LEWISTON, Maine — A crowd of a few dozen people gathered outside Maine Congressman Jared Golden's office Saturday. A similar crowd formed outside his office in Bangor at the same time.
The goal of both events was to urge Golden to support the Build Back Better Act, which the U.S. House of Representatives will vote on in the coming days.
Speakers in Lewiston addressed the benefits of the bill that they say will make a "once-in-a-generation investment" in the people of Maine and across America.
The bill is another piece of legislation President Joe Biden is trying to sign into law after his long-debated infrastructure package made it through the Senate and House and is expected to be made law Monday with Biden's signature.
Earlier this month, Golden released a statement that said he requests more time to further read and learn about the Build Back Better Act.
"I am still at the table and ready to work, but we need the time and information to do this right and I am not currently in a position to support this bill," Golden said in that statement.
On Saturday, a spokesman with the Congressman said Golden needed more time to review the legislation.
“Political speech and the freedom to assemble are important to Congressman Golden, and he appreciates hearing from all of his constituents," Nick Gellar wrote. "He is reviewing the over 2,000 page bill and awaiting cost and budget analysis of the legislation before making a decision on how he will vote. Congressman Golden believes that when discussing millions, billions, and especially trillions of taxpayer dollars, that level of attention to detail is important.”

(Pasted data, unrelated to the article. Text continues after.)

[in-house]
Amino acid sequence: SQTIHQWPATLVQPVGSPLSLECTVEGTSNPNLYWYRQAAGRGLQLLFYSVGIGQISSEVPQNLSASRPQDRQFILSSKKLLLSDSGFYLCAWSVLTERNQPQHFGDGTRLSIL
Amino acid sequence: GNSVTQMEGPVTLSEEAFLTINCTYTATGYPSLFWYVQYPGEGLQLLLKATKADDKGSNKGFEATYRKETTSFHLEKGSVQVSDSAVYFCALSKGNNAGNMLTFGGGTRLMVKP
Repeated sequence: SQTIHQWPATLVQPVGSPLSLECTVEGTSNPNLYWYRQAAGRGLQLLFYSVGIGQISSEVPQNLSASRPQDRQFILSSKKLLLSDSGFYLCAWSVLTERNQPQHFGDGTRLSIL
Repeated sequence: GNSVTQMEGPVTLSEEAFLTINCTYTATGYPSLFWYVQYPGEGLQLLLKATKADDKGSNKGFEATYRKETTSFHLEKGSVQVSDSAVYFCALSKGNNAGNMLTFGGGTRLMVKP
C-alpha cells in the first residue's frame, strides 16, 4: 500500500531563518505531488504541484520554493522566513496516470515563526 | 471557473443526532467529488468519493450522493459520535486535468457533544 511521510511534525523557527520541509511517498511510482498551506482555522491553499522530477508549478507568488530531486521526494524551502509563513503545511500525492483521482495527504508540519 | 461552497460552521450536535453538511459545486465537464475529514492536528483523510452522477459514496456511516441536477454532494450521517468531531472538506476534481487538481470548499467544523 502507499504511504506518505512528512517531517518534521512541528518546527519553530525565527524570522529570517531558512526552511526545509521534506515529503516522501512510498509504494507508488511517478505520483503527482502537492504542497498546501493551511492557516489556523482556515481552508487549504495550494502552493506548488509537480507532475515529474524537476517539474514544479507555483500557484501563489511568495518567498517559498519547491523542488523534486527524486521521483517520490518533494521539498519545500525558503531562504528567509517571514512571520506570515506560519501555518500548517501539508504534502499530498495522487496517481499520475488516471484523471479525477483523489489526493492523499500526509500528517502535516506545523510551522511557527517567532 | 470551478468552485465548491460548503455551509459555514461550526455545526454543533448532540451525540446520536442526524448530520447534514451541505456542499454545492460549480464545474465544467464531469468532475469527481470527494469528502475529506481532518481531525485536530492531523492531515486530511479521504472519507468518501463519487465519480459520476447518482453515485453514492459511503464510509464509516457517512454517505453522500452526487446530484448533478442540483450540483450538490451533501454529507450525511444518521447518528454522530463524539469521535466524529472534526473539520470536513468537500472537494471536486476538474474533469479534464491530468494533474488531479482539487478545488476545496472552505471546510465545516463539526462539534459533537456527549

In Lewiston on Saturday, six speakers addressed many of the key points in the bill which include climate change, affordable housing, child tax credit, paid family leave, and health care investment.
Claire Holman is a senior at Maranacook High School and a youth climate activist. She said she wanted to speak at Saturday's event because this bill will address investment needs to deal with climate change.
"I think me and the people that I work with are all looking at how we can make a difference in ensuring our future and our kid's futures and preserving this world we grew up in," Holman added.
Other speakers said it would help parents and families across the state and the country.
Betsy Sweet, a Democratic political activist who ran for U.S. Senate and Maine governor, was the final speaker of the event.
She said the time is now to invest in people and she added she's frustrated at Golden and other members of Congress for the timing of their in-depth analysis.
"So [now] the accounting pencils come out when [the] military budget gets passed like that," Sweet said. "And so we have got to do better, we have got to say, we have got to change and say it is time now for an investment in our people and that's what this bill is all about."